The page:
Online compliance training tends to be boring but this need not be the case. In this article, I share tips and examples on how you can increase the learner engagement quotient of your online compliance training.
How To Create Highly Engaging Online Compliance Training
As we know, compliance training is carried out by organizations to ensure conformance to rules and guidelines enforced by governments and/or regulators.
Since the late nineties, these trainings are being offered in the online format. While the eLearning technology and learning strategies have changed significantly over these years to use more engaging and immersive learning approaches, the way online compliance courses continue to be designed leaves much to be desired.
Even today, they are often boring. Sure enough, they do get completed and attested by learners; but they do not necessarily meet the corporate mandate of being able to instill the spirit of “why comply” and trigger the required behavioral change.
At EI Design, our compliance practice (to offer engaging and high-impact online compliance training) is now 15 years old. In fact, one in every six courses that we create is for a compliance mandate.
The key value that our compliance practice offers is a series of measures to step up learner engagement through strategies that would eventually trigger the required behavioral change.
In this article, I share tips on how learner engagement for online compliance training can be stepped up. I also share two examples that showcase how you can achieve a high engagement quotient with your learners and achieve your mandate.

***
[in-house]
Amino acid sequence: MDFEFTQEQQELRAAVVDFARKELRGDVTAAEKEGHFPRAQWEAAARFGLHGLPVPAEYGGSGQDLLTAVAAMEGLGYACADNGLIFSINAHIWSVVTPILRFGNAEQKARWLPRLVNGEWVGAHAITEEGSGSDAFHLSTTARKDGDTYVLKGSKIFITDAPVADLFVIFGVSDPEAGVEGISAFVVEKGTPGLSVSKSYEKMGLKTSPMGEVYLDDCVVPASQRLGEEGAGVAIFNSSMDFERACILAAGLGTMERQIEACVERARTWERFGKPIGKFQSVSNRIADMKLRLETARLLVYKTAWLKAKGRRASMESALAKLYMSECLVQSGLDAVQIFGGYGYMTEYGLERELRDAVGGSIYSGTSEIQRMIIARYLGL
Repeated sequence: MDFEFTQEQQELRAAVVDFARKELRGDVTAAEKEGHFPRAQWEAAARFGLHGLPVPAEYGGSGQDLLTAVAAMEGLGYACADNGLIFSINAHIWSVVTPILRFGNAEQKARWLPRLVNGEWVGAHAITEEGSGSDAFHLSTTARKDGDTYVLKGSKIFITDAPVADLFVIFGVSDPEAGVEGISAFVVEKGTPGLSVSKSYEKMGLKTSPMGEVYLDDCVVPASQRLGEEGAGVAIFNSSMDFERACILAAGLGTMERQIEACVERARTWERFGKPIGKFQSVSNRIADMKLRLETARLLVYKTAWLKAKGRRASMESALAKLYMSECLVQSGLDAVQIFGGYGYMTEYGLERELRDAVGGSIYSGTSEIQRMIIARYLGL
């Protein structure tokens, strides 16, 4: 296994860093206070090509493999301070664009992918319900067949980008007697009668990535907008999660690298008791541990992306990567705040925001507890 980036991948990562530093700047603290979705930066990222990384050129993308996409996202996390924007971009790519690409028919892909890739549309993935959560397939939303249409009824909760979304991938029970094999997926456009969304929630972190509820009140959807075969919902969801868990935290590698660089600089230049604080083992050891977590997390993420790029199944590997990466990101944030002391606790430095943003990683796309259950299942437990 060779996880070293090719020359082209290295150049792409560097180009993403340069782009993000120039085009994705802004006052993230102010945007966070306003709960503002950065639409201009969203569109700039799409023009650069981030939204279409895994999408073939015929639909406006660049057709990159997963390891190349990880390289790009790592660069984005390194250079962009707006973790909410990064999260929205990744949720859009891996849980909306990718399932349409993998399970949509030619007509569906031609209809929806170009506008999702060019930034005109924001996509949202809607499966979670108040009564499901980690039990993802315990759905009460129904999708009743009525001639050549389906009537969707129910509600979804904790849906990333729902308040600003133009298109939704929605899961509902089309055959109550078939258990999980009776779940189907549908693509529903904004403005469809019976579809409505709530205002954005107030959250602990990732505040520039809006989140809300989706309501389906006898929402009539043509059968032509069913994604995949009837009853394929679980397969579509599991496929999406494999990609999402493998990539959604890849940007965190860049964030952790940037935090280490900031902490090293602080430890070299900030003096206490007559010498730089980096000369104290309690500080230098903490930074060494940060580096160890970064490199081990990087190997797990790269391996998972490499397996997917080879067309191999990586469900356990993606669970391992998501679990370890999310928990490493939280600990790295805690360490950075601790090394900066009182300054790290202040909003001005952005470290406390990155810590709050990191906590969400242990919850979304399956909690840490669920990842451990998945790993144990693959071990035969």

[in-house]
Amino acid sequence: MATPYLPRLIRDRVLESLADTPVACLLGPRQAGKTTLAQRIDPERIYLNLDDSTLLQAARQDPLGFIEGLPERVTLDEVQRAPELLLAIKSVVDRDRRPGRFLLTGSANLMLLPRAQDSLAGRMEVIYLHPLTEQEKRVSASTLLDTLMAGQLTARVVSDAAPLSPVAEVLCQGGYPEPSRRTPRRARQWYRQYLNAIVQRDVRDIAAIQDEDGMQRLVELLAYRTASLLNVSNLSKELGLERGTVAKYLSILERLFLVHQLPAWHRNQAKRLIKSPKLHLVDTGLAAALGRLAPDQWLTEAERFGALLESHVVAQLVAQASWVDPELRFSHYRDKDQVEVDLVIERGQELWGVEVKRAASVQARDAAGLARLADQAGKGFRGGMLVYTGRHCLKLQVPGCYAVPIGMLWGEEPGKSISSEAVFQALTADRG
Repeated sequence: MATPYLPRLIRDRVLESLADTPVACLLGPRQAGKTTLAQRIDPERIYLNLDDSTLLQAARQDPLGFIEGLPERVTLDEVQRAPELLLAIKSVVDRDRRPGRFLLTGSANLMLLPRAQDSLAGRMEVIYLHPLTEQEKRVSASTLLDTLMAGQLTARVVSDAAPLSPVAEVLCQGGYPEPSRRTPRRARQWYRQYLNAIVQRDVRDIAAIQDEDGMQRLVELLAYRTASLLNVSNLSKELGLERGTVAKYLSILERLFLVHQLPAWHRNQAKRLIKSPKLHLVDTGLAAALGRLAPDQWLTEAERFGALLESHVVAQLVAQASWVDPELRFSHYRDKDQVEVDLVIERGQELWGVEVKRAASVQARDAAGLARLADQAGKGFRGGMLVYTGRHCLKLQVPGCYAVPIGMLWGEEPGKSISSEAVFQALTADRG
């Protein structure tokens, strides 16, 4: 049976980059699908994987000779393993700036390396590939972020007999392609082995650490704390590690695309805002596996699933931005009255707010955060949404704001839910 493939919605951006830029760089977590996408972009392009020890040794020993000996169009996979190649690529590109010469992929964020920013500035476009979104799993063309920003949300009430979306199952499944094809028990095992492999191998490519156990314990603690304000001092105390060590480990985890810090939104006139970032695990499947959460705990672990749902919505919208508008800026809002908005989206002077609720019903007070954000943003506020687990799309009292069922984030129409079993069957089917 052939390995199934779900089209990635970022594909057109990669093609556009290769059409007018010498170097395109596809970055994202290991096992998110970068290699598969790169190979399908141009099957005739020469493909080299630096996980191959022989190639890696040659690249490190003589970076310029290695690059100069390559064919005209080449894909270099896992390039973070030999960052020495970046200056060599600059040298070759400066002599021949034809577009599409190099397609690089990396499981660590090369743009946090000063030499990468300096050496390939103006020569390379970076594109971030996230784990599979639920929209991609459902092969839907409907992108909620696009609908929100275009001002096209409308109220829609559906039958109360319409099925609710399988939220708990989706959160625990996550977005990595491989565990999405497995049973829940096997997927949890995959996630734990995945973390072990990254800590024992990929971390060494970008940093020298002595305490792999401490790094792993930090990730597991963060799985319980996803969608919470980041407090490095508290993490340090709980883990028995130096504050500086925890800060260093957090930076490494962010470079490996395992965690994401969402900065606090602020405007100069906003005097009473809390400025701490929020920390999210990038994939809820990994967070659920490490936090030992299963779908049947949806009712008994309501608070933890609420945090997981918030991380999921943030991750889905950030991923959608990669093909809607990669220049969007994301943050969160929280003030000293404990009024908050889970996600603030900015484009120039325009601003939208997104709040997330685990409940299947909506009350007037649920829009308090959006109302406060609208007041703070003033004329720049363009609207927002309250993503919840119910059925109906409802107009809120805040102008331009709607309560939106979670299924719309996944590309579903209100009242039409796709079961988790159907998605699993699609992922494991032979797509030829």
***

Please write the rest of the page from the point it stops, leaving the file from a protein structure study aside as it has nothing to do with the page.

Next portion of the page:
Despite The Accepted Significance Of Compliance Training, Why Do We See That Employees Are Not Engaged With Them?
There are several factors due to which employees tend to be disengaged with compliance training (to the degree that they often dread them). These include:
- Compliance courses tend to be boring.
The content of most compliance programs is rather dry and has a rich share of dos and don’ts and the consequences of non-compliance to name a few. In other words, they tend to be preachy and prescriptive – couple of things adult learners do not like.
- Lack of motivation.
Unlike other courses that help learners gain a new skill or reduce a proficiency gap, compliance courses are “mandated” by the organizations, and therefore, learners tend to lack intrinsic motivation to take them.
- Lack of engagement.
Most online compliance training programs today follow a rather predictive approach of laying down the facts, policies, and impact of non-conformance and wrap up the training with a quiz. Often, the information is not provided in a format that can truly help learners relate to it, internalize it, and push them to do the right thing when faced with situations that need the desired action.
What Are Some Ways To Encourage The Employees To Comply?
I believe that we need to have a combination of approaches to ensure that we can eventually see the required behavioral change in the employees.
Here’s my list of four tips that can aid you in the process of this transformation:
Tip 1: Change The Tone And Approach